1
$\begingroup$

enter image description here

Hi, given this information we are meant to prove that the above estimator is unbiased. I understand the proof for the most part (below). What I do not understand is the intuitive reason why the projection matrix, or Mx, is in this proof. Can someone explain this to me? Also is there another way to show this estimator is unbiased?

Thanks!

enter image description here

$\endgroup$
  • $\begingroup$ It is difficult to see what you are asking: isn't $M_x$ part of the definition of $\hat\varepsilon$? Isn't that a more than sufficient reason why it should appear in the proof? $\endgroup$ – whuber Feb 19 '16 at 21:59
1
$\begingroup$

Note 1: $M_X$ is not the projection matrix, but is called the residual maker for reasons I will make obvious below. Define $P_X = X(X'X)^{-1}X'$ as the projection matrix (into the column space of matrix $X$). Then, $M_X = (I-P_X)$. Also note that both $P_X$ and $M_X$ are symmetric and idempotent (i.e., $P_X'P_X = P_XP_X =P_X$).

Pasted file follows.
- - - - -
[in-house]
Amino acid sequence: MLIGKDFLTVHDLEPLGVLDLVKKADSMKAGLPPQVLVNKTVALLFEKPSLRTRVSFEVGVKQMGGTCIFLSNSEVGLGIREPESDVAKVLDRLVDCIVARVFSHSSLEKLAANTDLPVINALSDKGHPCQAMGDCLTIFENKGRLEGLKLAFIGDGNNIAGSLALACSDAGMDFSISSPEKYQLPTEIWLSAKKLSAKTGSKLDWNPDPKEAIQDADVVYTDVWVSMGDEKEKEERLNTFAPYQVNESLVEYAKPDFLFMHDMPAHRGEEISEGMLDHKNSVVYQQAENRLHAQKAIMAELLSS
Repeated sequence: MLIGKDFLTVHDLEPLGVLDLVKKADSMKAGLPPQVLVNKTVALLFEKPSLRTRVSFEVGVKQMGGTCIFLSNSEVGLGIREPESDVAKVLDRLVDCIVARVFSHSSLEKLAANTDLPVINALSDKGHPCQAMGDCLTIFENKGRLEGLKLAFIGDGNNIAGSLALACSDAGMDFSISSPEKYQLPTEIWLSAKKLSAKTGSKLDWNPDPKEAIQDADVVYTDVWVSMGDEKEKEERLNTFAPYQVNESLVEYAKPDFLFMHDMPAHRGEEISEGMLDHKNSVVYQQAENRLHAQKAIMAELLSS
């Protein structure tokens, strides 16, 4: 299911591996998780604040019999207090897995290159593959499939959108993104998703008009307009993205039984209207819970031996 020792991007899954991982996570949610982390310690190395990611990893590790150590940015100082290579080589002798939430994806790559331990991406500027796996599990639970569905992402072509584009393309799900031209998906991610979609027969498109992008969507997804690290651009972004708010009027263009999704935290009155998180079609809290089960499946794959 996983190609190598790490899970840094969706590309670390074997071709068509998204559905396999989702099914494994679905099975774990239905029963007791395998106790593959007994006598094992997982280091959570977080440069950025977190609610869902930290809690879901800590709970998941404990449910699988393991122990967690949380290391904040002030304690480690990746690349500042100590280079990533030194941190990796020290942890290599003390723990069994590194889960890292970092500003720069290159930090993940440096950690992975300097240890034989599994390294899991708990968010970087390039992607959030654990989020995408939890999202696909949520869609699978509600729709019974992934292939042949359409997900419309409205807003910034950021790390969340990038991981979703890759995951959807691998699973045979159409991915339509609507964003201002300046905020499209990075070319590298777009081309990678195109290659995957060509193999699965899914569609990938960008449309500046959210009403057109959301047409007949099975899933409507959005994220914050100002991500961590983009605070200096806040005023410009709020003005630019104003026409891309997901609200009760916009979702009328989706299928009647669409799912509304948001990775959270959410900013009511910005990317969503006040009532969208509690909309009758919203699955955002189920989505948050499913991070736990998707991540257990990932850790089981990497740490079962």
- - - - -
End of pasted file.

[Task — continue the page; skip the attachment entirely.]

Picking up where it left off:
Note 2: By definition, $\hat{\varepsilon} = Y - X\hat{\beta}$, where $\hat{\beta}$ denotes the OLS estimator of $\beta$. Now note that if we suppose that $Y = X\beta + \varepsilon$, then by how we have defined $M_X$, $M_XY = (Y - P_XY) = (Y - X\hat{\beta}) = \hat{\varepsilon}$. This is why we call $M_X$ residual maker in the first place.

Note 3: Now comes the interesting observation: By definition, ${\varepsilon} = Y - X{\beta}$. Thus, $M_X\varepsilon = M_X(X\beta - Y) = M_XX\beta - M_XY \overset{Note 2}{=} M_XX\beta - \hat{\varepsilon}$. Now all that is left to show is that $M_XX\beta = 0$, which is straightforward: $M_XX\beta = (I-P_X)X\beta = X\beta - P_XX\beta = X\beta - X(X'X)^{-1}X'X\beta = X\beta - X\beta = 0$.

Note 4: The intuitive reason that we need $M_X$ is that whilst ${\varepsilon}$ is unobservable, $\hat{\varepsilon}$ and $M_X$ are observables, so we can relate an unobservable quantity of interest to two observable quantities.

I hope this can help you out :)

$\endgroup$

Your Answer

By clicking “Post Your Answer”, you agree to our terms of service, privacy policy and cookie policy

Not the answer you're looking for? Browse other questions tagged or ask your own question.